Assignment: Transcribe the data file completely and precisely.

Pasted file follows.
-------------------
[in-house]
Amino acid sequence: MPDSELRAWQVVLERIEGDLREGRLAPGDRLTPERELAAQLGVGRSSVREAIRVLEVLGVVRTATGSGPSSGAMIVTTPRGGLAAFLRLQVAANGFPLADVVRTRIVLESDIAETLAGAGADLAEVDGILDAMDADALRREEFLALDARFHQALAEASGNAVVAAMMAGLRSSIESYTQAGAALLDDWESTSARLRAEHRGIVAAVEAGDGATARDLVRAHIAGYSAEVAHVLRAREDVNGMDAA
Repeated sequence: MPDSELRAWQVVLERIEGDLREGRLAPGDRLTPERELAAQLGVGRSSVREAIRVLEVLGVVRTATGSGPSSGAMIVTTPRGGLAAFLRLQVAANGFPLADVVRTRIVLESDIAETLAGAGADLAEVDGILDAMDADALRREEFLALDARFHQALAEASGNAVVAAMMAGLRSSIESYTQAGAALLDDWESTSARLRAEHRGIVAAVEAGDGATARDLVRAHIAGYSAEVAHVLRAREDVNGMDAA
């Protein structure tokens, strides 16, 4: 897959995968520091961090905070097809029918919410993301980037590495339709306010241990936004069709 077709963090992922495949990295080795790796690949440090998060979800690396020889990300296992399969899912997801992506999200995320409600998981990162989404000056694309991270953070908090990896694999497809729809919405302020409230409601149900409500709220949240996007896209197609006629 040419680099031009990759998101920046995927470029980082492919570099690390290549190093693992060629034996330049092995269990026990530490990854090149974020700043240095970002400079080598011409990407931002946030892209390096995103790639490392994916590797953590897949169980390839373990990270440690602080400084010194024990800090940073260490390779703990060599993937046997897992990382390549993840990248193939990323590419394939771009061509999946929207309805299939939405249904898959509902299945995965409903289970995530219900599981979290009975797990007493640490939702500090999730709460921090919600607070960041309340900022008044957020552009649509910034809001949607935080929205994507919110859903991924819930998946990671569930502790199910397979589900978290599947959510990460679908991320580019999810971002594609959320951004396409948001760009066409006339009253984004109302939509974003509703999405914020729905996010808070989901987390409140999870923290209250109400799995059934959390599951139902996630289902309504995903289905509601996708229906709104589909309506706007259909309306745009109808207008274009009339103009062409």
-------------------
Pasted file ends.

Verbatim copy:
[in-house]
Amino acid sequence: MPDSELRAWQVVLERIEGDLREGRLAPGDRLTPERELAAQLGVGRSSVREAIRVLEVLGVVRTATGSGPSSGAMIVTTPRGGLAAFLRLQVAANGFPLADVVRTRIVLESDIAETLAGAGADLAEVDGILDAMDADALRREEFLALDARFHQALAEASGNAVVAAMMAGLRSSIESYTQAGAALLDDWESTSARLRAEHRGIVAAVEAGDGATARDLVRAHIAGYSAEVAHVLRAREDVNGMDAA
Repeated sequence: MPDSELRAWQVVLERIEGDLREGRLAPGDRLTPERELAAQLGVGRSSVREAIRVLEVLGVVRTATGSGPSSGAMIVTTPRGGLAAFLRLQVAANGFPLADVVRTRIVLESDIAETLAGAGADLAEVDGILDAMDADALRREEFLALDARFHQALAEASGNAVVAAMMAGLRSSIESYTQAGAALLDDWESTSARLRAEHRGIVAAVEAGDGATARDLVRAHIAGYSAEVAHVLRAREDVNGMDAA
């Protein structure tokens, strides 16, 4: 897959995968520091961090905070097809029918919410993301980037590495339709306010241990936004069709 077709963090992922495949990295080795790796690949440090998060979800690396020889990300296992399969899912997801992506999200995320409600998981990162989404000056694309991270953070908090990896694999497809729809919405302020409230409601149900409500709220949240996007896209197609006629 040419680099031009990759998101920046995927470029980082492919570099690390290549190093693992060629034996330049092995269990026990530490990854090149974020700043240095970002400079080598011409990407931002946030892209390096995103790639490392994916590797953590897949169980390839373990990270440690602080400084010194024990800090940073260490390779703990060599993937046997897992990382390549993840990248193939990323590419394939771009061509999946929207309805299939939405249904898959509902299945995965409903289970995530219900599981979290009975797990007493640490939702500090999730709460921090919600607070960041309340900022008044957020552009649509910034809001949607935080929205994507919110859903991924819930998946990671569930502790199910397979589900978290599947959510990460679908991320580019999810971002594609959320951004396409948001760009066409006339009253984004109302939509974003509703999405914020729905996010808070989901987390409140999870923290209250109400799995059934959390599951139902996630289902309504995903289905509601996708229906709104589909309506706007259909309306745009109808207008274009009339103009062409």